Learn More
Locomotion in vertebrates and invertebrates has a long history in research as the most prominent example of interlimb coordination. However, the evolution towards upright stance and gait has paved the way for a bewildering variety of functions in which the upper limbs interact with each other in a context-specific manner. The neural basis of these bimanual(More)
Although functional imaging studies have frequently examined age-related changes in neural recruitment during cognitive tasks, much less is known about such changes during motor performance. In the present study, we used functional magnetic resonance imaging to investigate age-related changes in cyclical hand and/or foot movements across different degrees(More)
UNLABELLED High-frequency mechanical strain seems to stimulate bone strength in animals. In this randomized controlled trial, hip BMD was measured in postmenopausal women after a 24-week whole body vibration (WBV) training program. Vibration training significantly increased BMD of the hip. These findings suggest that WBV training might be useful in the(More)
Whereas behavioral studies have made significant contributions toward the identification of the principles governing the coordination of limb movements, little is known about the role of higher brain areas that are involved in interlimb coordination. Functional magnetic resonance imaging (fMRI) was used to reveal the brain areas activated during the(More)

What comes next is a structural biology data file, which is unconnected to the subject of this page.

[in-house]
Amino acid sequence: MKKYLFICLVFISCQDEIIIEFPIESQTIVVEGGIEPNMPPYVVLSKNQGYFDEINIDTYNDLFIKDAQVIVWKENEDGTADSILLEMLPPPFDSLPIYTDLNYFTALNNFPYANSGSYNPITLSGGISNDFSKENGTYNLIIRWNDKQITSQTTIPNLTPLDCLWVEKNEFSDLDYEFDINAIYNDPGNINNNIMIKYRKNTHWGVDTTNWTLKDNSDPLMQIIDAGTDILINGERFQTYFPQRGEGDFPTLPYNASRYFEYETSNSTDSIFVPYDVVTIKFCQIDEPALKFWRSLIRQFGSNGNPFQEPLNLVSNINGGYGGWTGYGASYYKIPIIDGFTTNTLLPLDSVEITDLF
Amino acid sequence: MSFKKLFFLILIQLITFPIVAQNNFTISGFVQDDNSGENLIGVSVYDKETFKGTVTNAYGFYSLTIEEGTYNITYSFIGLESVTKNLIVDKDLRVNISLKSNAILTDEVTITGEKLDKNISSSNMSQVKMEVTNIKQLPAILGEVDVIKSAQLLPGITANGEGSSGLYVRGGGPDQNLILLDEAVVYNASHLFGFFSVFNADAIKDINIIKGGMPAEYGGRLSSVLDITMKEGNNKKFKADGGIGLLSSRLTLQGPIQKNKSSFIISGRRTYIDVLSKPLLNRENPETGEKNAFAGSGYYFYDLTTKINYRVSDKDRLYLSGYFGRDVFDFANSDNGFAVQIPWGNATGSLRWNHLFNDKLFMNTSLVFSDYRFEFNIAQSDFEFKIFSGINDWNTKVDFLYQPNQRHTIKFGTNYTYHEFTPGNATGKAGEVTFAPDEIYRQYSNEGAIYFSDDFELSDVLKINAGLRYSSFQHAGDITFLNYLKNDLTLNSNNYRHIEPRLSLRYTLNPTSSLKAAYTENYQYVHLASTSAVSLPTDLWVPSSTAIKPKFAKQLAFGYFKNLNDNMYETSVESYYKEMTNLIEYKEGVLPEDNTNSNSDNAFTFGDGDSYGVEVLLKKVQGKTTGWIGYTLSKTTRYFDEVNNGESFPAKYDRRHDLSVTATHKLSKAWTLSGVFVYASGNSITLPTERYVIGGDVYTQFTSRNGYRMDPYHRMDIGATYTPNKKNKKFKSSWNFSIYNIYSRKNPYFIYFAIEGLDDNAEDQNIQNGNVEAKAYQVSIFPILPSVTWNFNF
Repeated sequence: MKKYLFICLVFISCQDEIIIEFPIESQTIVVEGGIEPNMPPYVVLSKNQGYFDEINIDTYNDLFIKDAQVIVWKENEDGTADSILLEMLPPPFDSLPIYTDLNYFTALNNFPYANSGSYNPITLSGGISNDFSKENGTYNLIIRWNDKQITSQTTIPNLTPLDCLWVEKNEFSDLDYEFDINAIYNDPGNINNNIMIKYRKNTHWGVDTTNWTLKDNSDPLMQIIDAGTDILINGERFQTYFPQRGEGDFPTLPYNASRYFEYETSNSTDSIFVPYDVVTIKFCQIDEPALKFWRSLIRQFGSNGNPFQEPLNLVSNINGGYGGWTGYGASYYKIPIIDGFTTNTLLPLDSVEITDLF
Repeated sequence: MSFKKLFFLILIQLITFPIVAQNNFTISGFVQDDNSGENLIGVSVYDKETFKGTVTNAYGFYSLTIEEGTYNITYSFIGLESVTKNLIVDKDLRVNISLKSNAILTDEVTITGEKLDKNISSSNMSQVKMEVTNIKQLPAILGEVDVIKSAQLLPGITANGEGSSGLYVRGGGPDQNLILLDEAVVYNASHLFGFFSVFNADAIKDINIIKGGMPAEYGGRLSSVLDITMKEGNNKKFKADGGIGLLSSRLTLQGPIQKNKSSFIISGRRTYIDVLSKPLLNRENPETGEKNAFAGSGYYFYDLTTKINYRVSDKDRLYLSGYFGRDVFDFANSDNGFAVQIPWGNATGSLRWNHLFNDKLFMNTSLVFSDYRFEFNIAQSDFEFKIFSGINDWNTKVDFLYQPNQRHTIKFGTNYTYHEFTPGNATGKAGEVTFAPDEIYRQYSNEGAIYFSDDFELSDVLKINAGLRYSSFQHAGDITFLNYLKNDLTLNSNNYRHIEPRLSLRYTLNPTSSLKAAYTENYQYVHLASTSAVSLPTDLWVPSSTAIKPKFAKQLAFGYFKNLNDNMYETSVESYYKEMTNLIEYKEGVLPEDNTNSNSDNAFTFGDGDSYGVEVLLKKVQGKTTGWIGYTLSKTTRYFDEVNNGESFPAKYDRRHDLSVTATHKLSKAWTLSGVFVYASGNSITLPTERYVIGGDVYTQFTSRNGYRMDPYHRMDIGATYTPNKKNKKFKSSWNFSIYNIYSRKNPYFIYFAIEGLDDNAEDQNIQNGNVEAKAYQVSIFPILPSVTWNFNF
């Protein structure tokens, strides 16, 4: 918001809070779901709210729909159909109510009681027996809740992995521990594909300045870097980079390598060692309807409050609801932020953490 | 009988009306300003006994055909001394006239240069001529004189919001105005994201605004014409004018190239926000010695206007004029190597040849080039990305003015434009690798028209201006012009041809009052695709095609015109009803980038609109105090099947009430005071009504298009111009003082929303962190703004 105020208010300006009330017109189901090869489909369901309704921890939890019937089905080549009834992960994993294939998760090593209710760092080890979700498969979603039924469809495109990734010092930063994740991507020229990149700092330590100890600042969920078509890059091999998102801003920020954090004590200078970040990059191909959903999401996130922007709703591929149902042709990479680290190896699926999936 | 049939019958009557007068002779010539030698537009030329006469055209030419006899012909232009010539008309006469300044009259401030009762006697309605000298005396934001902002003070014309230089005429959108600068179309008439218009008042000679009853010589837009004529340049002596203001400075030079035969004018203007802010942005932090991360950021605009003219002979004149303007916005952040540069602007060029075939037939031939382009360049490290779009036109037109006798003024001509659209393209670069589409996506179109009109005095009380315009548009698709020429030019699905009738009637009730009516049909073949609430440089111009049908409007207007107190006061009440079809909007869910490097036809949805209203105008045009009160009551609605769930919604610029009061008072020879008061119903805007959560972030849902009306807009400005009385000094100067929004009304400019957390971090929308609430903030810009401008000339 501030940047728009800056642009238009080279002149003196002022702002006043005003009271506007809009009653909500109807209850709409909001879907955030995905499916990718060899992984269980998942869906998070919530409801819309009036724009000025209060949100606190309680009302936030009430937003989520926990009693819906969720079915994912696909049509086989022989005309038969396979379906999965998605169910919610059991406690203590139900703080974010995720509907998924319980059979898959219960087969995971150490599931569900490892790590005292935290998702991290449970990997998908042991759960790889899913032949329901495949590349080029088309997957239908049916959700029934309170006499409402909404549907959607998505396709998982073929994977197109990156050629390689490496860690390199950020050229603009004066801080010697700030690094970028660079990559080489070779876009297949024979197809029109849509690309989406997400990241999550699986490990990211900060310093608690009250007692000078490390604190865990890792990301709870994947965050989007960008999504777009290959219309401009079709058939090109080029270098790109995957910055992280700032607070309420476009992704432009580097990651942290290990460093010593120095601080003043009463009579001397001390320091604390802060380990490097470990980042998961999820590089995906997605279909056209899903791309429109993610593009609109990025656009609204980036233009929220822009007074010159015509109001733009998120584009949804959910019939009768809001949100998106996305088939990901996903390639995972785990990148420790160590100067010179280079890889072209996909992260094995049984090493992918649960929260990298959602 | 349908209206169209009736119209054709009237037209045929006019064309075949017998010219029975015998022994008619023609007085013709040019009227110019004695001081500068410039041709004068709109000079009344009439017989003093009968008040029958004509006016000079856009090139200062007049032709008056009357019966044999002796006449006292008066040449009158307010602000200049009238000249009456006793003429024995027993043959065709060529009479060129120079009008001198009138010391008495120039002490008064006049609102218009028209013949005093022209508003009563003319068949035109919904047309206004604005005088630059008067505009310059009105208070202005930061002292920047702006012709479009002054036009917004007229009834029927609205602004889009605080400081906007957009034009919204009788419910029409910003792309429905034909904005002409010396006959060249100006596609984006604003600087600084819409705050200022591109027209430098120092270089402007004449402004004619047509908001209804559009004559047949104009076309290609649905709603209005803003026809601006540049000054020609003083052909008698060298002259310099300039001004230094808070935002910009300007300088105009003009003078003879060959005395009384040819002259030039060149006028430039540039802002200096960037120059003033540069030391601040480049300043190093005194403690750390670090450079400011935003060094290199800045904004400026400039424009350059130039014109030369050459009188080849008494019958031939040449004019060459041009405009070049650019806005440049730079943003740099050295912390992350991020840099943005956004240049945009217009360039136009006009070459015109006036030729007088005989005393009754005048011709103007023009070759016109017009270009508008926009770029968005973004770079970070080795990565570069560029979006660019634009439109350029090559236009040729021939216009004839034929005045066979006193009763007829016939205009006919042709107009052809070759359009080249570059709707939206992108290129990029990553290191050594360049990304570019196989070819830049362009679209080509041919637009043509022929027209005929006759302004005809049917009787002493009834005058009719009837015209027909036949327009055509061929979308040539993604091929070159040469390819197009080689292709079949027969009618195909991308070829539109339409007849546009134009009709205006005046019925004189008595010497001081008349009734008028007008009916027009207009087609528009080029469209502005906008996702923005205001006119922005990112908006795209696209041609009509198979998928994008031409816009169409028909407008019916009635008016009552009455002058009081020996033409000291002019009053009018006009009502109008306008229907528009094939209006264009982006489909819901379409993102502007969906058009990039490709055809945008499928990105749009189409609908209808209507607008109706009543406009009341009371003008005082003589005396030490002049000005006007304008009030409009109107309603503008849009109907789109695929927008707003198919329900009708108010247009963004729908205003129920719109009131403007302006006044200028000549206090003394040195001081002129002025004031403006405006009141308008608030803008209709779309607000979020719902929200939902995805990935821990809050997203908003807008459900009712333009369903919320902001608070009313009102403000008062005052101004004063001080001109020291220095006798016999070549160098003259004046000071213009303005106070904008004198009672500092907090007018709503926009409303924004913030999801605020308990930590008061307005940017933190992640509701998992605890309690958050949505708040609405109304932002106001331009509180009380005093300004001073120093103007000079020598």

Behavioural and neurophysiological evidence convincingly establish that the left hemisphere is dominant for motor skills that are carried out with either hand or those that require bimanual coordination. As well as this prioritization, we argue that specialized functions of the right hemisphere are also indispensable for the realization of goal-directed(More)
Bimanual coordination, a prototype of a complex motor skill, has recently become the subject of intensive investigation. Whereas past research focused mainly on the identification of the elementary coordination constraints that limit performance, the focus is now shifting towards overcoming these coordination constraints by means of task symbolization or(More)
Functional imaging studies have shown that seniors exhibit more elaborate brain activation than younger controls while performing motor tasks. Here, we investigated whether this age-related overactivation reflects compensation or dedifferentiation mechanisms. "Compensation" refers to additional activation that counteracts age-related decline of brain(More)
It is commonly agreed that a functional dissociation with respect to the internal vs external control of movements exists for several brain regions. This has, however, only been tested in relation to the timing and preparation of motor responses, but not to ongoing movement control. Using functional magnetic resonance imaging (fMRI), the present study(More)
Whereas previous studies on interlimb coordination have mainly underscored the ubiquitous tendency to synchronize the motions of the limbs, the present experiment revealed a small, but distinct, interlimb asynchrony or phase offset, i.e. the dominant limb led the non-dominant limb during the production of bimanual circle drawing. This asynchrony was clearly(More)
Motor skill acquisition is associated with the development of automaticity and induces neuroplastic changes in the brain. Using functional magnetic resonance imaging (fMRI), the present study traced learning-related activation changes during the acquisition of a new complex bimanual skill, requiring a difficult spatio-temporal relationship between the(More)